Duterte to ask Congress to rush removal of foreign investment limits

Writer: 
Ben O. de Vera

MANILA (Philippine Daily Inquirer/ANN) – President Rodrigo Duterte is expected to issue a memorandum circular ordering concerned government agencies and requesting Congress to fast-track removal of foreign investment restrictions that require legislation.

President Rodrigo Duterte is expected to issue a memorandum circular ordering concerned government agencies and requesting Congress to fast-track removal of foreign investment restrictions that require legislation, the country’s chief economist said Thursday.

Socioeconomic Planning Secretary Ernesto M. Pernia told reporters that the upcoming presidential order will complement the moves to liberalize the foreign investment negative list (FINL), which is also pending the President’s approval.

Pernia, who also heads the state planning agency National Economic and Development Authority, said to be removed from the FINL were the eight to 10 sectors, including the following: professions (teaching of foreign professors from foreign universities); public utilities such as telecommunications (except water, sewerage and electricity distribution); and construction, specifically contractors, among others.

Last month, Pernia said mass media and almost every sector except land will be further opened up to foreign equity two years from now through an amendment of the Constitution seen pushing through next year.

Once the government’s plan to liberalize nearly all industries by 2019 happens, foreign direct investment (FDI) inflows could “easily double,” Pernia had said.

The Neda chief had said economic managers were asking the President to certify as urgent the proposed amendments to the economic provisions of the 1987 Constitution, especially as Mr. Duterte had sought Charter change through an appointed constitutional commission (ConCom).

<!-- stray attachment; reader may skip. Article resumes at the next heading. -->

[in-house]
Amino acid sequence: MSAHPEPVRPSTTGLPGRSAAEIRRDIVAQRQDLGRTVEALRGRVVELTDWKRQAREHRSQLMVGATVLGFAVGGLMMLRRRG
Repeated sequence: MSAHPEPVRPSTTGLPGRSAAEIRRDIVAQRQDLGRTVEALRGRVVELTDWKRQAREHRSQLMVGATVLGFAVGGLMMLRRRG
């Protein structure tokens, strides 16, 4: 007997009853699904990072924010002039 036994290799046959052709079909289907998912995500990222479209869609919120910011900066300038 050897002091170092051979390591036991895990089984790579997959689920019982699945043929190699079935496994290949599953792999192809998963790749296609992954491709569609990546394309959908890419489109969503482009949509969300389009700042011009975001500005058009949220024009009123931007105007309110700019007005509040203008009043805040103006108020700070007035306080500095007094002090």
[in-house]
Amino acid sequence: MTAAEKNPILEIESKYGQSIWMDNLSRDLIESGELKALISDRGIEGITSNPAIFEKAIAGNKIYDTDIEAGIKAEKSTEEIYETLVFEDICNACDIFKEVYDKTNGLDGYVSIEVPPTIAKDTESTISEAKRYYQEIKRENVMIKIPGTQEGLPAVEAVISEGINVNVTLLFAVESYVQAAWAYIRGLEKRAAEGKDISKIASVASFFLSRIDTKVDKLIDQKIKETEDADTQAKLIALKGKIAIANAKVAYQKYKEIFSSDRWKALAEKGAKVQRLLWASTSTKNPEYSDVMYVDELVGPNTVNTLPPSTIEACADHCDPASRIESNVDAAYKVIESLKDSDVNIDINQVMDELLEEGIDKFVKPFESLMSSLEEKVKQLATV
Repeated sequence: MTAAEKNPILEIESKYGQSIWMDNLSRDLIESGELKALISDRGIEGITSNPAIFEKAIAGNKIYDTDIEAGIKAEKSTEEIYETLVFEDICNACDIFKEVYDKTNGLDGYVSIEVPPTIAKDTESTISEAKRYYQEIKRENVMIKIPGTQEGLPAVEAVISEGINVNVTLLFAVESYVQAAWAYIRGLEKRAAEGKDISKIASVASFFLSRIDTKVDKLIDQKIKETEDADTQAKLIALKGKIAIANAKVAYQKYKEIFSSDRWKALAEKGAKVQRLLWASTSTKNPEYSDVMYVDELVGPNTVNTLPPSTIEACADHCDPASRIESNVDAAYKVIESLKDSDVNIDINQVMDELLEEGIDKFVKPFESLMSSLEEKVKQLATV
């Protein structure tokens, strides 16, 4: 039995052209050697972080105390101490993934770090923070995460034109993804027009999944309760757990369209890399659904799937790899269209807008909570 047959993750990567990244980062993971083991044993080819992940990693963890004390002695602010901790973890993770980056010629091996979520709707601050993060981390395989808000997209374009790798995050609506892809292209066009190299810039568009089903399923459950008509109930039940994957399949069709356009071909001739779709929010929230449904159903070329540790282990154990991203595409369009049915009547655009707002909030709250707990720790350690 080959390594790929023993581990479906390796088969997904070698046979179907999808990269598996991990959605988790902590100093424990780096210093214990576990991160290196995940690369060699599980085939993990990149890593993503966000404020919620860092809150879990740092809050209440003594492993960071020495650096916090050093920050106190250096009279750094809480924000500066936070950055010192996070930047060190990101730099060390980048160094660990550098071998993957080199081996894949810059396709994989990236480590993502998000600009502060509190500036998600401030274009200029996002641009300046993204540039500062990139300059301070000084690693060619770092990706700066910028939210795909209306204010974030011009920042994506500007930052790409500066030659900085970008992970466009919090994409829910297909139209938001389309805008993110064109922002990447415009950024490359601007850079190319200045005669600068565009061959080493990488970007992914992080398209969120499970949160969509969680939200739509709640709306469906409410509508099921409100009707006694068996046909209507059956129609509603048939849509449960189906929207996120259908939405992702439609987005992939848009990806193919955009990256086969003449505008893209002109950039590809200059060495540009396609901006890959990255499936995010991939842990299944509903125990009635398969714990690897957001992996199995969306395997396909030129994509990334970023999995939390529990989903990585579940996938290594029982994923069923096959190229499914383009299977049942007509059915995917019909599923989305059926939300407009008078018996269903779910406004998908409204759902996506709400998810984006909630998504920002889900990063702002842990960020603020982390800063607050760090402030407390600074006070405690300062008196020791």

Under the Constitution, no foreign equity is allowed in mass media except recording; the practice of professions, especially law; utilization of marine resources in archipelagic waters, territorial sea and exclusive economic zones as well as small-scale utilization of natural resources in rivers, lakes, bays and lagoons; as well as manufacture, repair, stockpiling and/or distribution of nuclear weapons.

Also under the Constitution, only up to 30-percent foreign equity can be allowed in advertising firms.

Meanwhile, a cap of 40 percent is being applied in foreign-led exploration, development and utilization of natural resources; ownership of private lands; operation of public utilities; educational institutions other than those established by religious groups and mission boards; and facility operator of an infrastructure or a development facility requiring a public utility franchise.

As for land, Pernia had said they were eyeing a 50-year lease contracts to foreigners, renewable by another 50 years.

As for the proposed FINL that was submitted to the Office of the President last month, Pernia had said it had identified a “short” list of areas where foreigners can own up to 49 percent, a list of “sensitive” areas, as well as activities where full foreign ownership will be allowed.

In the case of the contractors in the construction industry, they wanted to allow 100-percent foreign ownership as long as companies have good international reputation, Pernia had said.

As for retail trade, the proposal was to reduce to $200,000 from $2.5 million at present the minimum paid-up capital of foreign retailers looking to establish operations here, according to Pernia.

Neda officials had said they were also eyeing full foreign ownership in investment houses.

Every two years, the government releases the FINL, which lists down sectors where foreign investors have only limited participation.

The 10th FINL was issued by former President Aquino in 2015 under Executive Order No. 184, which had practically kept intact the list of activities and sectors restricted to foreign equity and participation as provided for in the ninth regular FINL.